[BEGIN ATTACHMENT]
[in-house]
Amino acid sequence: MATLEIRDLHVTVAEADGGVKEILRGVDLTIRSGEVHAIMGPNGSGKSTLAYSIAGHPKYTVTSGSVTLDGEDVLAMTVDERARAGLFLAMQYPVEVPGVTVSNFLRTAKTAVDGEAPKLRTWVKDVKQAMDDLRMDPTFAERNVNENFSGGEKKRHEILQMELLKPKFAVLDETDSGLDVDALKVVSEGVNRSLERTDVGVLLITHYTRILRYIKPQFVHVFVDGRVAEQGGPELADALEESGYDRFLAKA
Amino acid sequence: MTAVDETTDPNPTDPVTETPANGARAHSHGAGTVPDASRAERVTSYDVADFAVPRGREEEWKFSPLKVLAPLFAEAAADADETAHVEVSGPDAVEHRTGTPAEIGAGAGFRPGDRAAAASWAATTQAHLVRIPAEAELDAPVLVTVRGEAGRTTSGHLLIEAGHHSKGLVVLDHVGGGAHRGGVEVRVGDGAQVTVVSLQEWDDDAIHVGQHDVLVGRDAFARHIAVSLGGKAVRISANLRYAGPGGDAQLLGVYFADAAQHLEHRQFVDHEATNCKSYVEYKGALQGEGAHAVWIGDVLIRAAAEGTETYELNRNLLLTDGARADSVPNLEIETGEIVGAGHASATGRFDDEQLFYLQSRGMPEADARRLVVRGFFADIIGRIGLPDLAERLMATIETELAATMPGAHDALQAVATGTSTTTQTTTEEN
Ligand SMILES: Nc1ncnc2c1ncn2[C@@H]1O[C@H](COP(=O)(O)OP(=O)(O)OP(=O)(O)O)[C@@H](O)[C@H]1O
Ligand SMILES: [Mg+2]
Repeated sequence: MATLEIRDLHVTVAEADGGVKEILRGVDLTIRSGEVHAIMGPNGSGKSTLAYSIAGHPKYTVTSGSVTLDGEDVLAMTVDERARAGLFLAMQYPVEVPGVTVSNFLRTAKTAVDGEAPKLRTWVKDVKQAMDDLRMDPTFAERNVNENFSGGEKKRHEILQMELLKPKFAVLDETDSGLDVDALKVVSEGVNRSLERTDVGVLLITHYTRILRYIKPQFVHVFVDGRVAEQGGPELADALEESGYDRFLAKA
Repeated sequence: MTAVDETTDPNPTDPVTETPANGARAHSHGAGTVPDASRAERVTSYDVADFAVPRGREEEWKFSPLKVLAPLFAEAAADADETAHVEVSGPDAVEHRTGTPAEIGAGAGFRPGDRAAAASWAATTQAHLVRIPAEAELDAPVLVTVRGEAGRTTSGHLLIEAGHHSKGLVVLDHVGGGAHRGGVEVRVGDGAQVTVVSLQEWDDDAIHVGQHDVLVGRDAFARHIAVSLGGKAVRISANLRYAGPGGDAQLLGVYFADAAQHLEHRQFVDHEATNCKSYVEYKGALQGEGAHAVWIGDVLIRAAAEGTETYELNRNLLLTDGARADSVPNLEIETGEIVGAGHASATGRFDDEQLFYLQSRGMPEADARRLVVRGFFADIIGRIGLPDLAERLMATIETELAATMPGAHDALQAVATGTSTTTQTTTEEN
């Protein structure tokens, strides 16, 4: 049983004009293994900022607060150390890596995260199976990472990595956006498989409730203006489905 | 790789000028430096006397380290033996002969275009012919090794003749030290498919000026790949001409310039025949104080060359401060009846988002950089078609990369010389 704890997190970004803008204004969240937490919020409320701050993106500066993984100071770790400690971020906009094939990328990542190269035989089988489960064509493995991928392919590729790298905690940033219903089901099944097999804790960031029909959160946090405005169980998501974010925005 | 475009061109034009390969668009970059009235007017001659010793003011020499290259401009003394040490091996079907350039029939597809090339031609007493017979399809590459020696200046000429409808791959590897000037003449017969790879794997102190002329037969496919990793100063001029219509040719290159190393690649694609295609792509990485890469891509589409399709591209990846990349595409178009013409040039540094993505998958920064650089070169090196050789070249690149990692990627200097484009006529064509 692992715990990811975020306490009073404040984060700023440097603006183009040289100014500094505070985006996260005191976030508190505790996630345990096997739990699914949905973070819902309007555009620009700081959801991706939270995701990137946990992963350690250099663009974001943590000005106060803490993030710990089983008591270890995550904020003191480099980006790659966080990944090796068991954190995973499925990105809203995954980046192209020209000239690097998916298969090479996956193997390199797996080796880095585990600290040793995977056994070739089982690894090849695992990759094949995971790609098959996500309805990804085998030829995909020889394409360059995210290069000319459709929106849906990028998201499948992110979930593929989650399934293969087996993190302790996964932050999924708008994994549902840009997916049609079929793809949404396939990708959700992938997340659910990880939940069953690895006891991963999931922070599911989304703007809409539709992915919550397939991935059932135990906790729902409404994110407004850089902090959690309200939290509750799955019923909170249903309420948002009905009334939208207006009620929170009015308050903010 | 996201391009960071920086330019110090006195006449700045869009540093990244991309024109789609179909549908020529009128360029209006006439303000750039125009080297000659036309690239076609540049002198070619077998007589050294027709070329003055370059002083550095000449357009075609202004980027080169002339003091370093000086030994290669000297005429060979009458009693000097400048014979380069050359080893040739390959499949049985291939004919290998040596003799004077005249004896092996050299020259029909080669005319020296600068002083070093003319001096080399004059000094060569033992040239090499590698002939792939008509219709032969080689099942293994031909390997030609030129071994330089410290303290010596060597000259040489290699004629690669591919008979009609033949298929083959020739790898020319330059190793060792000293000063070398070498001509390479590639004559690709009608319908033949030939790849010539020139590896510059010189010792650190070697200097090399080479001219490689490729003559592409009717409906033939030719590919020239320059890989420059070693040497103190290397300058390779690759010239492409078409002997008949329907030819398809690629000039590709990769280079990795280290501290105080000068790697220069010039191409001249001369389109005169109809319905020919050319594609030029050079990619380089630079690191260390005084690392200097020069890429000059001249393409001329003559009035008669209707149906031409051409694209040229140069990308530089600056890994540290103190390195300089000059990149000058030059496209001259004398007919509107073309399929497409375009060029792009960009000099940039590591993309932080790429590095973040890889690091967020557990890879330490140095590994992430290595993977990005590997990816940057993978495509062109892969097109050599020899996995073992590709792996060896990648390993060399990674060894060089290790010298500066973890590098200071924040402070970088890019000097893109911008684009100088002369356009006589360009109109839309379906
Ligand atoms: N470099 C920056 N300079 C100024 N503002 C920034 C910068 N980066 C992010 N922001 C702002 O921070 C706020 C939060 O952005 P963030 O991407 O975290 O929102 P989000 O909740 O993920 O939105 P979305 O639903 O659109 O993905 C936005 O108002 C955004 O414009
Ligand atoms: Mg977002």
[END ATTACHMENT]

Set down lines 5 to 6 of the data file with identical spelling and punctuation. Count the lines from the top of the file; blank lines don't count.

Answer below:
Ligand SMILES: [Mg+2]
Repeated sequence: MATLEIRDLHVTVAEADGGVKEILRGVDLTIRSGEVHAIMGPNGSGKSTLAYSIAGHPKYTVTSGSVTLDGEDVLAMTVDERARAGLFLAMQYPVEVPGVTVSNFLRTAKTAVDGEAPKLRTWVKDVKQAMDDLRMDPTFAERNVNENFSGGEKKRHEILQMELLKPKFAVLDETDSGLDVDALKVVSEGVNRSLERTDVGVLLITHYTRILRYIKPQFVHVFVDGRVAEQGGPELADALEESGYDRFLAKA